Lighting Configurators with Compositing

In our last post we explored using the RealityServer compositing system to produce imagery for product configurators at scale. Check out that article first if you haven’t already as it contains a great introduction to how the system works. In this follow up post we will explore the possibilities of using the same system to modify the lighting in a scene without having to re-render, allowing us to build a lighting configurator.

Separating Lights with LPEs

For product configurators, the main changes users want to make are material changes namely colours and textures. Light Path Expressions (or LPEs for short) described in the previous post can do much more. They also allow for the separation of specific sources of light. This is actually quite a bit simpler than materials (unless combining both together of course, then it becomes even more complex). As an example, you can separate out a light sources contribution to the final image with an expression like this.

<L['downlight']>.*E

This simple expression will render out only the contributions of the light source with the handle String attribute downlight. Here we are getting the combined contribution (both direct and indirect), you could also craft an expression to separate direct and indirect but typically with lighting configurators you want to change both at the same time in order to be maintain accuracy. Like material and object changes, the compositing system will hide the complexity of these expressions and you just need to specify either the instance names of the lights or the handle names. Let’s take a look at the type of application we can build using composited lighting.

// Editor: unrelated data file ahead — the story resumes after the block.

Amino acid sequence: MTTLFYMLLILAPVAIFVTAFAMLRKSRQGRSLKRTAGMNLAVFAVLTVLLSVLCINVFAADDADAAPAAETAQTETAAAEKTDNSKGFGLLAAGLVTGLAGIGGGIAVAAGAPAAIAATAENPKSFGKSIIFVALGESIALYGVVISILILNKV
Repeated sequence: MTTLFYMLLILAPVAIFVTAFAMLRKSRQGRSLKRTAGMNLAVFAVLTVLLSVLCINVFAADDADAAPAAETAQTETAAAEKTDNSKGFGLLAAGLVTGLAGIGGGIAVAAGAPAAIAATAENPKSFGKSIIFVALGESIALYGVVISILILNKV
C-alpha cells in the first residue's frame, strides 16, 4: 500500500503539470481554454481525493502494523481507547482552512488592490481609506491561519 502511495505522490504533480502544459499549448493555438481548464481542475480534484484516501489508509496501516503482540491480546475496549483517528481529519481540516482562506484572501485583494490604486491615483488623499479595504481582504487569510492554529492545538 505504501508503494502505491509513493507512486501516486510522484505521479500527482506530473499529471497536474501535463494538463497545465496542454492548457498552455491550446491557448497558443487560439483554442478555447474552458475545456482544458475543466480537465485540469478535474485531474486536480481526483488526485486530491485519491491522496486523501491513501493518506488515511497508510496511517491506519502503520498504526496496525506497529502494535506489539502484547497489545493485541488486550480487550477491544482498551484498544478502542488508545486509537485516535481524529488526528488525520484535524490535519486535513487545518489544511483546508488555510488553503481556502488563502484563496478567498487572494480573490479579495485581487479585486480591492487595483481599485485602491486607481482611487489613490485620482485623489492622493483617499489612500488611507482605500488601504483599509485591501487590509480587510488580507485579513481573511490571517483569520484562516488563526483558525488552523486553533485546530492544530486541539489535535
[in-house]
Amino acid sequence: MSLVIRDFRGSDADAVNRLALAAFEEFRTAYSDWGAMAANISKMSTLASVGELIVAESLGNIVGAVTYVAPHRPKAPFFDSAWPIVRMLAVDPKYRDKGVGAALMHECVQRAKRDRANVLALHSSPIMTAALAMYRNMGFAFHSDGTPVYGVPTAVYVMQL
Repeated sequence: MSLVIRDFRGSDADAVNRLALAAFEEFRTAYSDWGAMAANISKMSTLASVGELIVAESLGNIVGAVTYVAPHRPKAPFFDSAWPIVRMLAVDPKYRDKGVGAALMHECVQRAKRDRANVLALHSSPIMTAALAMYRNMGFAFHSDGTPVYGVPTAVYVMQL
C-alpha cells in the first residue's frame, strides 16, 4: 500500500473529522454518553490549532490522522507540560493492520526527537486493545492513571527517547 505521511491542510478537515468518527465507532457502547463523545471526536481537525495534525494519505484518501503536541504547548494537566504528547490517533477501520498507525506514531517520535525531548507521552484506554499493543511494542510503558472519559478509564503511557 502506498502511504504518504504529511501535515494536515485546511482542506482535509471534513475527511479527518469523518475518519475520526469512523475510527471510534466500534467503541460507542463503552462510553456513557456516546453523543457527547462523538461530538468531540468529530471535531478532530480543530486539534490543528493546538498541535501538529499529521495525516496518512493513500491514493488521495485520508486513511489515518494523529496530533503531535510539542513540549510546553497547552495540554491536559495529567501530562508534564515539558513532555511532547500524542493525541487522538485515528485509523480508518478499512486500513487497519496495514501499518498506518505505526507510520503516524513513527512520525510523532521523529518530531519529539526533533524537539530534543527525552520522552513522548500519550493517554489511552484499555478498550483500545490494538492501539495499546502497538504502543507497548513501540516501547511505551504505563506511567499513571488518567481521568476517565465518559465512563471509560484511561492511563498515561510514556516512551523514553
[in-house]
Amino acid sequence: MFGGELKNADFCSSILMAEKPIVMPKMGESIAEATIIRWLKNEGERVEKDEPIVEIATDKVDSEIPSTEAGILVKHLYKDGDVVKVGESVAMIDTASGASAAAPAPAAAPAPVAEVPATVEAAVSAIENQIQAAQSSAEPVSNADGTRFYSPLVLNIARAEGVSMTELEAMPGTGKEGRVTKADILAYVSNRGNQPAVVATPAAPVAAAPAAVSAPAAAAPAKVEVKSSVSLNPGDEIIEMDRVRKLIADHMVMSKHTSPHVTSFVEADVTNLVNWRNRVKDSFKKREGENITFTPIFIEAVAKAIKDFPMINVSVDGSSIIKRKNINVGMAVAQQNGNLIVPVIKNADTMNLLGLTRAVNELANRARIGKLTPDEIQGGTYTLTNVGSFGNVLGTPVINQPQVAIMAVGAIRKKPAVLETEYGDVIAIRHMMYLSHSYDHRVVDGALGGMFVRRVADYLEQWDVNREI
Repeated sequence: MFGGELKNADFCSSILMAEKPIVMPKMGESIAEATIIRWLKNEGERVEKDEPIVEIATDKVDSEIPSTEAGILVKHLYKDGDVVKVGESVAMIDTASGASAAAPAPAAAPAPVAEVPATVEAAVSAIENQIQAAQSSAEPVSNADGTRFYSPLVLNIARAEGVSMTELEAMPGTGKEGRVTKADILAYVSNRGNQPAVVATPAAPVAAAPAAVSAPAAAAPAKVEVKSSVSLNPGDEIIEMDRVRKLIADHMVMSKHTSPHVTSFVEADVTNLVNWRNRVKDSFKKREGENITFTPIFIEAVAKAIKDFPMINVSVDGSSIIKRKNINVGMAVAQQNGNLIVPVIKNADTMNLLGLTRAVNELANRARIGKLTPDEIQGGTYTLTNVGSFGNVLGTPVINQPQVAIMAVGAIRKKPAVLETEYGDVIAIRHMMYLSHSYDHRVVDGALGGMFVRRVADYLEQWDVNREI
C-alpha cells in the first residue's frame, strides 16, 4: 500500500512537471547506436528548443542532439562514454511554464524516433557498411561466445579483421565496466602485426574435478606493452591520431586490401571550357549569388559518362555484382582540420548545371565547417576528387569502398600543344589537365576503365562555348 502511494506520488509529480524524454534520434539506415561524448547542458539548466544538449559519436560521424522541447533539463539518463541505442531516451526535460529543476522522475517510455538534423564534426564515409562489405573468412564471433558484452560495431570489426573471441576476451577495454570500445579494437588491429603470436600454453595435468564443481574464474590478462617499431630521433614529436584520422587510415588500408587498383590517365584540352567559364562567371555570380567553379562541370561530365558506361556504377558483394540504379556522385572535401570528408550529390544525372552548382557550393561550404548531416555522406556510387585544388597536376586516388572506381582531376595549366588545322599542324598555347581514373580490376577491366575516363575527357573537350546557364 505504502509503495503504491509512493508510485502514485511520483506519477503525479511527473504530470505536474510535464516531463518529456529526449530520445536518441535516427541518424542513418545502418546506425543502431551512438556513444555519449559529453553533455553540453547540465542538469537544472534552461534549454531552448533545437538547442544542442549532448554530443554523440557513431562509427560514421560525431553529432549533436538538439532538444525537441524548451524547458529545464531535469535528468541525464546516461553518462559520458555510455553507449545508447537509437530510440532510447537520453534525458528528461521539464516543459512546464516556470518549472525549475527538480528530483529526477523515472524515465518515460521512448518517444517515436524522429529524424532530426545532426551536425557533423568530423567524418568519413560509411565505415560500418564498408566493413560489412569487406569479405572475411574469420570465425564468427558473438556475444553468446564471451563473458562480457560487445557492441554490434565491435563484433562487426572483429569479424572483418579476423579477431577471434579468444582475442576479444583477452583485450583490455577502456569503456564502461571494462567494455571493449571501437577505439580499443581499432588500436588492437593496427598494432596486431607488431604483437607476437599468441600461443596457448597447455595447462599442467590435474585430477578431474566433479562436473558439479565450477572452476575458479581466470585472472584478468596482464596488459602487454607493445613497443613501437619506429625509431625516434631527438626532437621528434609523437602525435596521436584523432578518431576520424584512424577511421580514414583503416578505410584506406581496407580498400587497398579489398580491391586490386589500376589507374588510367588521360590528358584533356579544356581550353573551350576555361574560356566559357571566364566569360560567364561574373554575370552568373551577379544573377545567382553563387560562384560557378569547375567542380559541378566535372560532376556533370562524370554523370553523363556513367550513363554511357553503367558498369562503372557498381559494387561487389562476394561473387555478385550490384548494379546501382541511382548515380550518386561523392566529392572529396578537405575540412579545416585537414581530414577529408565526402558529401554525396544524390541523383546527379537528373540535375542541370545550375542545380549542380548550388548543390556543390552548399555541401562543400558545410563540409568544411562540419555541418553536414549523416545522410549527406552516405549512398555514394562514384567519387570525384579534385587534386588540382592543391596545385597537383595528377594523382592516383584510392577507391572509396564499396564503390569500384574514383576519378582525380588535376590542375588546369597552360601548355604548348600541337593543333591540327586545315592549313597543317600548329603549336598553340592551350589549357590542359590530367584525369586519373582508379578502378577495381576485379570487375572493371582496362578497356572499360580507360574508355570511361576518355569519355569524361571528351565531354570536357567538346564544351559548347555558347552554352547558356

Demo

The video below shows a quick application we put together to show how you can use the compositing system with lights. There are six different light sources in the scene and a series of sliders so you can increase or decrease the contribution from the given light sources.

Rendering this scene to the quality level shown here can take at least several minutes. As you can see in the video the lighting levels can be updated instantly when using compositing instead of re-rendering the content. The sliders start at 1.0, where the lights are at their default level. All the way to the left turns off the light (0.0) all the way to the right doubles the contribution (2.0).